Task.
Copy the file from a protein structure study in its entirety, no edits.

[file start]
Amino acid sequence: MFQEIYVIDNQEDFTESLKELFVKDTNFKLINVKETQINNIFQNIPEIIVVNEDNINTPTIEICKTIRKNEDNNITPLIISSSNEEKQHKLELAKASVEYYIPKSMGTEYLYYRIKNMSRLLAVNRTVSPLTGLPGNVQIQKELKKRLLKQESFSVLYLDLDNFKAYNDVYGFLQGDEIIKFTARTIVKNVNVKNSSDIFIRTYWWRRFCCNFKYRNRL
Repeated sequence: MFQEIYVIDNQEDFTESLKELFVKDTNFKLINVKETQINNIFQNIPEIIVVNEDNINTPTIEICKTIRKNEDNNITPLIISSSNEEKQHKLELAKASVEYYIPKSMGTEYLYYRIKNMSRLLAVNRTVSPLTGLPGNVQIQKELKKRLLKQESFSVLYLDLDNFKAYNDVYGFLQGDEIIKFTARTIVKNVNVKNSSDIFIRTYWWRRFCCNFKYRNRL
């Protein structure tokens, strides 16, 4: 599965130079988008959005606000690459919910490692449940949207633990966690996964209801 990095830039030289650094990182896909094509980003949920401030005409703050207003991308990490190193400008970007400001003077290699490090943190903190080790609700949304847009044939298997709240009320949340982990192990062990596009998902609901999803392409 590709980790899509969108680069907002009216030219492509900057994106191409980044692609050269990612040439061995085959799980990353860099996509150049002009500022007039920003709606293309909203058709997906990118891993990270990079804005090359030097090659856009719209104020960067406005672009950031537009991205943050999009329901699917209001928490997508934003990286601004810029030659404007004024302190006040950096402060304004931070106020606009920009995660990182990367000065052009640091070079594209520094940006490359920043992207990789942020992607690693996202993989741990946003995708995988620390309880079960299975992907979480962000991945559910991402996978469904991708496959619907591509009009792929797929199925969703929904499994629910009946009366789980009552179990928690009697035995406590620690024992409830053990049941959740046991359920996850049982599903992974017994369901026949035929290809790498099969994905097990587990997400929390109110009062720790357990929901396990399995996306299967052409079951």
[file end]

Amino acid sequence: MFQEIYVIDNQEDFTESLKELFVKDTNFKLINVKETQINNIFQNIPEIIVVNEDNINTPTIEICKTIRKNEDNNITPLIISSSNEEKQHKLELAKASVEYYIPKSMGTEYLYYRIKNMSRLLAVNRTVSPLTGLPGNVQIQKELKKRLLKQESFSVLYLDLDNFKAYNDVYGFLQGDEIIKFTARTIVKNVNVKNSSDIFIRTYWWRRFCCNFKYRNRL
Repeated sequence: MFQEIYVIDNQEDFTESLKELFVKDTNFKLINVKETQINNIFQNIPEIIVVNEDNINTPTIEICKTIRKNEDNNITPLIISSSNEEKQHKLELAKASVEYYIPKSMGTEYLYYRIKNMSRLLAVNRTVSPLTGLPGNVQIQKELKKRLLKQESFSVLYLDLDNFKAYNDVYGFLQGDEIIKFTARTIVKNVNVKNSSDIFIRTYWWRRFCCNFKYRNRL
């Protein structure tokens, strides 16, 4: 599965130079988008959005606000690459919910490692449940949207633990966690996964209801 990095830039030289650094990182896909094509980003949920401030005409703050207003991308990490190193400008970007400001003077290699490090943190903190080790609700949304847009044939298997709240009320949340982990192990062990596009998902609901999803392409 590709980790899509969108680069907002009216030219492509900057994106191409980044692609050269990612040439061995085959799980990353860099996509150049002009500022007039920003709606293309909203058709997906990118891993990270990079804005090359030097090659856009719209104020960067406005672009950031537009991205943050999009329901699917209001928490997508934003990286601004810029030659404007004024302190006040950096402060304004931070106020606009920009995660990182990367000065052009640091070079594209520094940006490359920043992207990789942020992607690693996202993989741990946003995708995988620390309880079960299975992907979480962000991945559910991402996978469904991708496959619907591509009009792929797929199925969703929904499994629910009946009366789980009552179990928690009697035995406590620690024992409830053990049941959740046991359920996850049982599903992974017994369901026949035929290809790498099969994905097990587990997400929390109110009062720790357990929901396990399995996306299967052409079951």